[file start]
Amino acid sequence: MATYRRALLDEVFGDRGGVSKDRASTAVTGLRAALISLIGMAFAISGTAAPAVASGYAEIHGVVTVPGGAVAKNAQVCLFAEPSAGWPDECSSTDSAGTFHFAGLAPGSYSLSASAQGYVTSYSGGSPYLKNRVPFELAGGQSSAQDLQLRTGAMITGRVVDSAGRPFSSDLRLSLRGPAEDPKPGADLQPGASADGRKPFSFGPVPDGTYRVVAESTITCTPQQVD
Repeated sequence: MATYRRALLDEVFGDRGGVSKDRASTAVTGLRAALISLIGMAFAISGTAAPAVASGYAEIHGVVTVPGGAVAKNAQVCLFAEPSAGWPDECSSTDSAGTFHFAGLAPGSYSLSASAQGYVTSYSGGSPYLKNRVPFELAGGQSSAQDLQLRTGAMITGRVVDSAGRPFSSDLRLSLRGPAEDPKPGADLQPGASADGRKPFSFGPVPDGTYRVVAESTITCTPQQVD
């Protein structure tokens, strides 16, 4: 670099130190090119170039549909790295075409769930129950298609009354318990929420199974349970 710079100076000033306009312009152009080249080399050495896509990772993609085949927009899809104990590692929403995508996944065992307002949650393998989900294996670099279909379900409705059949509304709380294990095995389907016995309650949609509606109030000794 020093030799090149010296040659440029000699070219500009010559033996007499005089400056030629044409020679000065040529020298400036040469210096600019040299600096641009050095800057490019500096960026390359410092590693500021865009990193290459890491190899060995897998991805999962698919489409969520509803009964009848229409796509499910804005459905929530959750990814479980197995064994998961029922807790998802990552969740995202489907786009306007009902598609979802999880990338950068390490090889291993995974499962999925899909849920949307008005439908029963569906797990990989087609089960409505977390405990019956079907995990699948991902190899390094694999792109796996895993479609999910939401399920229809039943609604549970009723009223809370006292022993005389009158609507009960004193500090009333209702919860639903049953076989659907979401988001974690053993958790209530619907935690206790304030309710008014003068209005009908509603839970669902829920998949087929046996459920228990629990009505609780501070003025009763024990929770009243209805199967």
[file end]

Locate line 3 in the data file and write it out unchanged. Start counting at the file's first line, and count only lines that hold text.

């Protein structure tokens, strides 16, 4: 670099130190090119170039549909790295075409769930129950298609009354318990929420199974349970 710079100076000033306009312009152009080249080399050495896509990772993609085949927009899809104990590692929403995508996944065992307002949650393998989900294996670099279909379900409705059949509304709380294990095995389907016995309650949609509606109030000794 020093030799090149010296040659440029000699070219500009010559033996007499005089400056030629044409020679000065040529020298400036040469210096600019040299600096641009050095800057490019500096960026390359410092590693500021865009990193290459890491190899060995897998991805999962698919489409969520509803009964009848229409796509499910804005459905929530959750990814479980197995064994998961029922807790998802990552969740995202489907786009306007009902598609979802999880990338950068390490090889291993995974499962999925899909849920949307008005439908029963569906797990990989087609089960409505977390405990019956079907995990699948991902190899390094694999792109796996895993479609999910939401399920229809039943609604549970009723009223809370006292022993005389009158609507009960004193500090009333209702919860639903049953076989659907979401988001974690053993958790209530619907935690206790304030309710008014003068209005009908509603839970669902829920998949087929046996459920228990629990009505609780501070003025009763024990929770009243209805199967």